Wisdom or money, which would you prefer?
So, we are here again looking now at chapter 5 of the Richest Man in Babylon, by George S Clason. CHapter 5 is entitled, “The Five Laws of Gold” and the question above is really what the chapter focuses on. What would be more valuable to you in the long run? I think about my 20s and I know if I know then what I know now I would have made better decisions. If I had really looked at somethings around me and learned from them I would be in a better position that I am now. Therefore, wisdom is indeed invaluable from my vantage point.
…had I but sought wisdom first, my gold would not have been lost to me. Many of us have regrets when we get older about things we could have done better in the past. However, at this point no matter our age we still need to know this truth, you do not have to wait on old age to gather years of experience and wisdom to yourself. Just like the clay tablet with the five laws of gold carved on it that Arkad gave his son Nomasir, we too can rely on the wisdom and experience of others to help navigate through the landmines and pitfalls of life. We can also learn from our mistakes as we go along and not wait years later when we are sitting in a rocking chair, somewhere, to reflect on all those mistakes and try to give an account of them.
Now, the five laws of gold are this, in my own words based on the chapter of course:
- Money will come to those who are wise enough to save it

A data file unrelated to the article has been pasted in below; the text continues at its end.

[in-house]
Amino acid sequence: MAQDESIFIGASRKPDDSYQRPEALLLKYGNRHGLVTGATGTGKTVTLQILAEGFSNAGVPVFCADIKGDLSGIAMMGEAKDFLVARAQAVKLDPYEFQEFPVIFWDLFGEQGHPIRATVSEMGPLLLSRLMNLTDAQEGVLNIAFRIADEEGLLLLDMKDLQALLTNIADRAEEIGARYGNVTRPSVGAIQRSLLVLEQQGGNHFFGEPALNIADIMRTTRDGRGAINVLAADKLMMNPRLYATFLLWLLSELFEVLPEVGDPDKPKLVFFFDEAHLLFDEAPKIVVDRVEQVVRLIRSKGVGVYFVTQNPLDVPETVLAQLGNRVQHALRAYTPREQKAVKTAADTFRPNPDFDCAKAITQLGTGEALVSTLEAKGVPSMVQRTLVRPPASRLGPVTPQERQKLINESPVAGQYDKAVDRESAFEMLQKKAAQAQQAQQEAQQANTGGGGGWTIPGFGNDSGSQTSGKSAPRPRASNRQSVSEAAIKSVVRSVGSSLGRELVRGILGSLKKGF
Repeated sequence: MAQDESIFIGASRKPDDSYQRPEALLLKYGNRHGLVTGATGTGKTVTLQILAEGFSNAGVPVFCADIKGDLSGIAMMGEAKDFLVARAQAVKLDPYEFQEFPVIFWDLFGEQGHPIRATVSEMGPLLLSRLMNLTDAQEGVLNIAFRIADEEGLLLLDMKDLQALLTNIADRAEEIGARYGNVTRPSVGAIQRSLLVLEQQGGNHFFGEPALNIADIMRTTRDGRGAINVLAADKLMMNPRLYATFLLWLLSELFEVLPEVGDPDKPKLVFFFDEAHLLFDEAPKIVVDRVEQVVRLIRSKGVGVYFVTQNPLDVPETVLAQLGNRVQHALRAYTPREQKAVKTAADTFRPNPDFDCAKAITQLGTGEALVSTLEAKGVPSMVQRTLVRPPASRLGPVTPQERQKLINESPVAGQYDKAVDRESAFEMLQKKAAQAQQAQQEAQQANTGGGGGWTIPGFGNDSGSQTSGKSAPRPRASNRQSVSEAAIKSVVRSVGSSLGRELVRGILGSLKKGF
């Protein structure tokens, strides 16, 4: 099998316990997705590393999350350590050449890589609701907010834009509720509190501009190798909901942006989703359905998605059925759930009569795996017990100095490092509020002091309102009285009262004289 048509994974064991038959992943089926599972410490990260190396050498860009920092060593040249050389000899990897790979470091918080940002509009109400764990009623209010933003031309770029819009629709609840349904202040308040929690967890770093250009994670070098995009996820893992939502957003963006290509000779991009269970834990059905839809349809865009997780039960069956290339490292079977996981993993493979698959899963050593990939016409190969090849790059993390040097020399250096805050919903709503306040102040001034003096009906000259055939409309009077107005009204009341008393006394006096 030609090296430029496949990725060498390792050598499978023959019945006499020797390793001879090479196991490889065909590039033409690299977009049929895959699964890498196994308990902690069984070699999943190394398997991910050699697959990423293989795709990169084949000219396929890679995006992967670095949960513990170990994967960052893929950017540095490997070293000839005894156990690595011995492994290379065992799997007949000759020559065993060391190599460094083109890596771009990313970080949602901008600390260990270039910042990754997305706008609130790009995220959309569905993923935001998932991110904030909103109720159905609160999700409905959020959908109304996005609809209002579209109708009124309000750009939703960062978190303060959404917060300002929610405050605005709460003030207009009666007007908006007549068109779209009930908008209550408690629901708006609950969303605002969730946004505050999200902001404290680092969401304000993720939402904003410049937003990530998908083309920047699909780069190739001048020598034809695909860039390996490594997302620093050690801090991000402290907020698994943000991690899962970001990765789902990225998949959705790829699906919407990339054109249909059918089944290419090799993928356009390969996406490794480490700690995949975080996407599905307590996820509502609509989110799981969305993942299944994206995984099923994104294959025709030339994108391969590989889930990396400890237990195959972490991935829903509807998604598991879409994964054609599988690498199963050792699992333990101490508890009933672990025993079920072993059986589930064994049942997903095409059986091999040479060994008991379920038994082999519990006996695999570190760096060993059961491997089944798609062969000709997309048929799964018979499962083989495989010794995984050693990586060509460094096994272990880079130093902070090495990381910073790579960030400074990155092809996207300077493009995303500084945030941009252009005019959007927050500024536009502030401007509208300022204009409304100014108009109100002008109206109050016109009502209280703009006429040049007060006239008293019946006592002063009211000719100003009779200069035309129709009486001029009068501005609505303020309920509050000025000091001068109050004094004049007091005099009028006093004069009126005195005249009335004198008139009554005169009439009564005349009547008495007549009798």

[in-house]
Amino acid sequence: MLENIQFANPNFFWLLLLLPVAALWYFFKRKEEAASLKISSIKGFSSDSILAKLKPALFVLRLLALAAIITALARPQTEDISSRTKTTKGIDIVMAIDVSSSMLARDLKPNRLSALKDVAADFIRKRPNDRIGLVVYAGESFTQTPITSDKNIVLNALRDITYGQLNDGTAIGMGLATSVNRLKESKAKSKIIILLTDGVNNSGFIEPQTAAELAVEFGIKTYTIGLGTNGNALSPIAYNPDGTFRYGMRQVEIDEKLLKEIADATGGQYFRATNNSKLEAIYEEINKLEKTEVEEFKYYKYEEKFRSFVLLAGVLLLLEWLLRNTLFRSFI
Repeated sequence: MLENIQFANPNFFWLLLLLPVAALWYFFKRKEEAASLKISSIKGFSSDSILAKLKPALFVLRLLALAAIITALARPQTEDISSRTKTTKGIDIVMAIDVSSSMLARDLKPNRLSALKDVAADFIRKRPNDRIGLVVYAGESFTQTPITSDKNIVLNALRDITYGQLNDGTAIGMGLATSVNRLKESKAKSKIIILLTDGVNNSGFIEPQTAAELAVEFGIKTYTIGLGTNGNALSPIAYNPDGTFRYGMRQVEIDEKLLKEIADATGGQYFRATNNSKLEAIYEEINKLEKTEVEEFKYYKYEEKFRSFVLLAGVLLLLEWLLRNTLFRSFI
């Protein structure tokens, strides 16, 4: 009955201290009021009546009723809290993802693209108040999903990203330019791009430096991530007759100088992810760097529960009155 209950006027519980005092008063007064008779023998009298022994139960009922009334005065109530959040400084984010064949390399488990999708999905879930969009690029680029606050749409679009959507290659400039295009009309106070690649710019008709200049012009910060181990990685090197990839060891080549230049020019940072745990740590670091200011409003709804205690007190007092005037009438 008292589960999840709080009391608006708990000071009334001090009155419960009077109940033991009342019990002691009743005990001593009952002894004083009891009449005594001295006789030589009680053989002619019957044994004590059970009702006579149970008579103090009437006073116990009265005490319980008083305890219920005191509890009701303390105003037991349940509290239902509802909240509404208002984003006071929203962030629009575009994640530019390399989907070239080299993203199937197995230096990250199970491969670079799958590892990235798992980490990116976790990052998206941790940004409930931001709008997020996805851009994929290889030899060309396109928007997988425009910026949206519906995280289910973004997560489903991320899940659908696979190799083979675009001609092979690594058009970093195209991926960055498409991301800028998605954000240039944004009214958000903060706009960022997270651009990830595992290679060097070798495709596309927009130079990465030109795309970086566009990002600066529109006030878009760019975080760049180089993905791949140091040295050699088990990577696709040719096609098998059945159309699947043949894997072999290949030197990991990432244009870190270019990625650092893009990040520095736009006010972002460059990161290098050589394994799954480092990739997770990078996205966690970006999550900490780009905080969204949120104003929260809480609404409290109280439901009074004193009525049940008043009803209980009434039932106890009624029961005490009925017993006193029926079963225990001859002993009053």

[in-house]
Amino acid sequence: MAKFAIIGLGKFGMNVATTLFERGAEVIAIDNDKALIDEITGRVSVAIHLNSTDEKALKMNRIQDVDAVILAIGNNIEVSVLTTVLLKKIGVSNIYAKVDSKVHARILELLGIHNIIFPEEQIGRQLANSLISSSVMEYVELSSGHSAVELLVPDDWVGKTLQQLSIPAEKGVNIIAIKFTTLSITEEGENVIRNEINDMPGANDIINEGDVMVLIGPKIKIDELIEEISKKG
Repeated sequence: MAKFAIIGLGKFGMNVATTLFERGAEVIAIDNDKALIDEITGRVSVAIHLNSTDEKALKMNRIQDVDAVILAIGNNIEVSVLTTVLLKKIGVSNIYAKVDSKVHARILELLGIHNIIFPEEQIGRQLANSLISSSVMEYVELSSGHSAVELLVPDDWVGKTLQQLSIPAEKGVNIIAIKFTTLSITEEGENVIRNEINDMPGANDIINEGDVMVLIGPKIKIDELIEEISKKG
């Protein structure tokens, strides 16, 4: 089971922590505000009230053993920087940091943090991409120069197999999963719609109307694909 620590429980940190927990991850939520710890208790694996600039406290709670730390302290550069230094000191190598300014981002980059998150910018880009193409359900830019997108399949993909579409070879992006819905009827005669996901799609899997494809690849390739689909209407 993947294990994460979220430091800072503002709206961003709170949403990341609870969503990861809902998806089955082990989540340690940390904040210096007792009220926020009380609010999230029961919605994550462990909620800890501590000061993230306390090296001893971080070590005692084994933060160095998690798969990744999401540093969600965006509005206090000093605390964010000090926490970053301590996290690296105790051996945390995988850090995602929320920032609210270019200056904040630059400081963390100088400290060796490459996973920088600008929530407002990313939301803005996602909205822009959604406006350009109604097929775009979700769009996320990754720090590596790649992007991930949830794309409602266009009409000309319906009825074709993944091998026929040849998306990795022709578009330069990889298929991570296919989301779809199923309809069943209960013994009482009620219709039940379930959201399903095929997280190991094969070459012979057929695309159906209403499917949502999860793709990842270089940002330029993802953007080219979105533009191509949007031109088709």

- Use your money wisely and it will work for you
- Be wise with your money and who you allow to advice you about it.
- Educate yourself and avoid risky investments that will fail by seeking the counsel of those who have more knowledge on such matters.
- Do not be deceived by unrealistic investment schemes formulated by “tricksters and schemers”
These are all things that we need to be aware of. They are things that seems simple but require a level head and a willingness to do the work to achieve a desired result. Now there are some gems dropped in the chapter that I want to highlight below:
- “…there is no chain of disaster that will not come to an end” – This is a reminder that the tide is always changing and it is for us to be ready when they do and make the most of what we can when they change in our favor. This not only goes for money but anything we want to achieve in life – tough times don’t last, tough people do.
I think the second quote I will be using from the chapter answers the question of which is the prize, gold or wisdom.
2. “Without wisdom, gold is quickly lost by those who have it, but with wisdom, gold can be secured by those who have it not.” – my take away is that you don’t need a lot of money or opportunities but you need the wisdom to maneuver either. What is your take away from this piece of wisdom?
The final quote is something that we need to remember from time to time. The race of life is not for the swift but those who can endure till the end.
3. “Wealth that comes quickly goes the same way. Wealth that stayeth to give enjoyment and satisfaction to its owner comes gradually, because it is a child born of knowledge and persistent in purpose” – Anything worth fighting for is never easy but it will be worth it in the end – at least this is what I believe. Some things that you seem to have to struggle for end up being the best thing you will acquire and that is based on my own experience. There is a quote by Amelia Hutchins that I came across that reinforces this idea and it says: “Nothing worth fighting for ever comes easy … If it’s too easy to grasp, then one should never reach for it.”
Now I leave you consider and examine the gem we have unearthed today until next time!